The Ceramics of Bat Trang, Vietnam

The Ceramics of Bat Trang, Vietnam

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Lisa Pepin
Aug 28, 2014
(Image credit: Lisa Pepin)

Who: The pottery makers of Bat Trang village
What: Ceramics
Where: Bat Trang, Hanoi, Vietnam

The village of Bat Trang, Vietnam, may feel like a small town, but don’t let its size fool you: its small workshops pack a serious pottery punch. We've explored the village itself, and looked at the process used to create its wares.

Let’s take a closer look at the beautiful handcrafted ceramics themselves made by Bat Trang’s expert potters. You may recognize something you own!

(Image credit: Lisa Pepin)

A Small Village with a Global Market

Bat Trang village’s expert ceramic makers export their products globally; I saw products branded for IKEA and Target in the market. Orders come in from Europe, the United States, Australia, and throughout Asia for Bat Trang’s tea sets, dishes, and vases.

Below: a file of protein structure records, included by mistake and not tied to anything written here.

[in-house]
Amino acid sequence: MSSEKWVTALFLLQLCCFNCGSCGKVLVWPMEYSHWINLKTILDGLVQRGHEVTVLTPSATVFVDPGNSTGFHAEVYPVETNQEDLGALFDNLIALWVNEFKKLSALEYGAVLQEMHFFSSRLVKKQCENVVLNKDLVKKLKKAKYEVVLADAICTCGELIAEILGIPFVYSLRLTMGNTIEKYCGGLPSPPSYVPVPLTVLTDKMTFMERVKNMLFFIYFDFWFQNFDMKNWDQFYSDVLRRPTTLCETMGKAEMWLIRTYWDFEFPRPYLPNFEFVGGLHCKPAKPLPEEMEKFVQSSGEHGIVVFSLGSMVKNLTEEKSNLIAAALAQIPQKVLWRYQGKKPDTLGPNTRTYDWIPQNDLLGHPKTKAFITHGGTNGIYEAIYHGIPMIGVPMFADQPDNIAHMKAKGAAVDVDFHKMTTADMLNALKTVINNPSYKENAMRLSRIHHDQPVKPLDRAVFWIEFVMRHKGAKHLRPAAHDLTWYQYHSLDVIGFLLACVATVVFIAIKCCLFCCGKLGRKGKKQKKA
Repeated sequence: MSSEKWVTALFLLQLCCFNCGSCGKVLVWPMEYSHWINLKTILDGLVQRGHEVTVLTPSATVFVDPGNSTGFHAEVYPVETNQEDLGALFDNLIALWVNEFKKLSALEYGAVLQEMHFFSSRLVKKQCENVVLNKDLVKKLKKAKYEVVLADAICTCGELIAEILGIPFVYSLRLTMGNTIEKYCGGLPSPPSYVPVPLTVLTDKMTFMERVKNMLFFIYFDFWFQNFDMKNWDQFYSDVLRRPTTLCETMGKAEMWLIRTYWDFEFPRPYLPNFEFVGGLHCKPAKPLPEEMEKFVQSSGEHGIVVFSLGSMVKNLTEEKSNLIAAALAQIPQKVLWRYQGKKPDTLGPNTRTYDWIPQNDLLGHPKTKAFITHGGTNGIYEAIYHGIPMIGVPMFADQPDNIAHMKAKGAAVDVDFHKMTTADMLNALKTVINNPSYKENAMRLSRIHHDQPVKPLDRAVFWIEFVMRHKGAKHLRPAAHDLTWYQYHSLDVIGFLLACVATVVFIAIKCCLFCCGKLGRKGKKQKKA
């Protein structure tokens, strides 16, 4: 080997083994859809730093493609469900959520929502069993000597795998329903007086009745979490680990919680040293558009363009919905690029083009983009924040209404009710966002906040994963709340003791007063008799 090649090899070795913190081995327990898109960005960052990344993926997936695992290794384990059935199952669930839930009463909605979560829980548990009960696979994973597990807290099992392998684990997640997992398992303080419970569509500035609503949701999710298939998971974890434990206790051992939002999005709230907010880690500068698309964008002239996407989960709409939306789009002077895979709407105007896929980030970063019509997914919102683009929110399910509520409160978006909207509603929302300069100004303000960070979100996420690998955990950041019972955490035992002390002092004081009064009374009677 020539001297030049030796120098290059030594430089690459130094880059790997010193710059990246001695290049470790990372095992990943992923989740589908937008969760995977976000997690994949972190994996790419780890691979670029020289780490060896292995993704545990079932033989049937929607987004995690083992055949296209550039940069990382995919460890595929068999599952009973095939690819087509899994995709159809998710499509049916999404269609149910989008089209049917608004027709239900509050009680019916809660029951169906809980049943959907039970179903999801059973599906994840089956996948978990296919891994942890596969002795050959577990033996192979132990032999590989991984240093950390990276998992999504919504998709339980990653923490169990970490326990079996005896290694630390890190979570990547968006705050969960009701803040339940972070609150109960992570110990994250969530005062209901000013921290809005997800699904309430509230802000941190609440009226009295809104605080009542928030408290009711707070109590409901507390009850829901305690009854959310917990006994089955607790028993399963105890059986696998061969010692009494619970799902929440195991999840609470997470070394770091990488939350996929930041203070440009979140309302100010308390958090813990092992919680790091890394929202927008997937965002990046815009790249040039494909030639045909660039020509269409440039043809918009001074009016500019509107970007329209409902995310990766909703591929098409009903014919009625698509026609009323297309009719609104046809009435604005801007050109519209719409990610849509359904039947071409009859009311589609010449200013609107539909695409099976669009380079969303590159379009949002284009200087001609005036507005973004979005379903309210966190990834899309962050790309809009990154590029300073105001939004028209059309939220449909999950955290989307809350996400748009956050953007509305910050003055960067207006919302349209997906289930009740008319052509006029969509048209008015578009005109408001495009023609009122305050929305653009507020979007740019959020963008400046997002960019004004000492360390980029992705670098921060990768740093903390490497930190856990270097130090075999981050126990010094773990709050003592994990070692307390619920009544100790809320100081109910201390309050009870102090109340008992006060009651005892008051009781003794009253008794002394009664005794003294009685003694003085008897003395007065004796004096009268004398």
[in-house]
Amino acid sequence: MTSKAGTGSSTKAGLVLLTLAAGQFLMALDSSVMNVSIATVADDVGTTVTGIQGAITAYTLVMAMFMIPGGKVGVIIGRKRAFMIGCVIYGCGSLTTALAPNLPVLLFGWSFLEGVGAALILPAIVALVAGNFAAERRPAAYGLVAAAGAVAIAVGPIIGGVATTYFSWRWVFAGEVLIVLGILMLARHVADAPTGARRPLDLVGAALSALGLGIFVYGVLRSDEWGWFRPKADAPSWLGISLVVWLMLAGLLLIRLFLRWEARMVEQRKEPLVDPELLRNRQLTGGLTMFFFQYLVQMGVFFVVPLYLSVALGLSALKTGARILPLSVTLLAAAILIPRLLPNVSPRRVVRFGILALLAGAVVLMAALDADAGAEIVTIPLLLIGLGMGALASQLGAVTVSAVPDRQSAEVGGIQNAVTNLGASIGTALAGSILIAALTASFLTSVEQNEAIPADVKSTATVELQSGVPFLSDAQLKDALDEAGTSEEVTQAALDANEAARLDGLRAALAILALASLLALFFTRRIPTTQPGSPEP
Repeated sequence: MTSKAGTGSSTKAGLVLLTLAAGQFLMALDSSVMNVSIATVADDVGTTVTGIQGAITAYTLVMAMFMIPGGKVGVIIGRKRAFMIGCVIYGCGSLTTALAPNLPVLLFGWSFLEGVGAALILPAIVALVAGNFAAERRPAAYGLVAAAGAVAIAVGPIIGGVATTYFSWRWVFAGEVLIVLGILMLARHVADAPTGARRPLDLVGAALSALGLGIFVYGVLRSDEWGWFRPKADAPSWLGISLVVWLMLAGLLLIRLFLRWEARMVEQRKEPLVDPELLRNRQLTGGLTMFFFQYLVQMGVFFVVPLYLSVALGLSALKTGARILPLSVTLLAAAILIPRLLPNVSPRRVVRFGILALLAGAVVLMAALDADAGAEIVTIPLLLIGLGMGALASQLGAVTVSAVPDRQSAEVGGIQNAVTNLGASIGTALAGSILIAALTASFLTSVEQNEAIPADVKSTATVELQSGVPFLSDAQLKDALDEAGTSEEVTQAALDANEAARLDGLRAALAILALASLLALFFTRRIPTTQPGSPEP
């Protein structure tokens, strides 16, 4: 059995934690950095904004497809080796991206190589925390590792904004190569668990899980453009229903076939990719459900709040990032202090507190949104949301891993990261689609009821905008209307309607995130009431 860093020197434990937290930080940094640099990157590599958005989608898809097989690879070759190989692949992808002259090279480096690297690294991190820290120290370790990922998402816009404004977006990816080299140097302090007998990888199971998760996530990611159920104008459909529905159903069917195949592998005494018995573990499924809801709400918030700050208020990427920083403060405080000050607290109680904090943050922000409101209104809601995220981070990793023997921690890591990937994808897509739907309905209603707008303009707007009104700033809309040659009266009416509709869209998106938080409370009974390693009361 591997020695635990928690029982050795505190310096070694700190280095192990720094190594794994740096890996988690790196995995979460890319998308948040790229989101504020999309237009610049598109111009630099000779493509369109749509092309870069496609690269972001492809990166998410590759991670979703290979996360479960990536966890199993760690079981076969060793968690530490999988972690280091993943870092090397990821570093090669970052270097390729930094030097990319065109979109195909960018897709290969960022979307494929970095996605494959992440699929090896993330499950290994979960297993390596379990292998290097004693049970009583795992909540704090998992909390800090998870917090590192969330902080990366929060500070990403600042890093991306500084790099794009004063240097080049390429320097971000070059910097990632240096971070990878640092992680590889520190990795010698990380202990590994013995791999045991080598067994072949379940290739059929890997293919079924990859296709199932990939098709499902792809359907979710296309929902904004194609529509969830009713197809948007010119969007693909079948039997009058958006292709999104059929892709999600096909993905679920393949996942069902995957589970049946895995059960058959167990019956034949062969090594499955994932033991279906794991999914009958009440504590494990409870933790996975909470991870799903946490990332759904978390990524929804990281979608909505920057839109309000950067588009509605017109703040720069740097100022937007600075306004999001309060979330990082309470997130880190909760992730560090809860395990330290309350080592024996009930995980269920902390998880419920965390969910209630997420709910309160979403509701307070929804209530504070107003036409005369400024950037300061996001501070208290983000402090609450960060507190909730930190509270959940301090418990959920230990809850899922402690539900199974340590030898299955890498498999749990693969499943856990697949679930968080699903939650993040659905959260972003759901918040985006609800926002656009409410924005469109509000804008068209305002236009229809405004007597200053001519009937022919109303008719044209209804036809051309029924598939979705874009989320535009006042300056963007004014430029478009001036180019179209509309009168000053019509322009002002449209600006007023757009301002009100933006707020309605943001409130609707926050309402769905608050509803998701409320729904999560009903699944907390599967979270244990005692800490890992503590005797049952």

(Image credit: Lisa Pepin)

Unique Styles from Different Households

There’s a huge range of shapes, colors, designs, and sizes of pottery available in Bat Trang, partly because each household has its own technique for making pottery. Depending on the timing and materials used, potters can create different shapes of pottery from the exact same mold. But there are still some themes in the designs traced on the ceramics once they’ve been shaped.

(Image credit: Lisa Pepin)

Many designs are traditional. There’s a detailed blue flower pattern, shown below, that potters have used for decades. Dragonflies tend to appeal to Japanese and Korean customers, as well as Vietnamese. Lotus and bamboo are symbols of Vietnam. Darker-glazed pottery in browns, blacks, and reds sell well to foreigners. And some patterns, well, they just like to draw!

(Image credit: Lisa Pepin)

Traditional Craft & A Modern Success Story

Many small villages in Vietnam have been historically devoted to making one craft, but Bat Trang is also a modern success story. The quality and tradition that shows in Bat Trang pottery has made it a fixture in homes in Hanoi and throughout Vietnam. Good roads to the town, media attention, and the hospitality of the people help keep tourists coming.

All this means that Bat Trang’s makers have a stable market and don’t leave their traditional work for more lucrative, steady income—and that’s not always the case in other craft villages.

Thanks, Bat Trang village potters and Thu Duong for your translation help!

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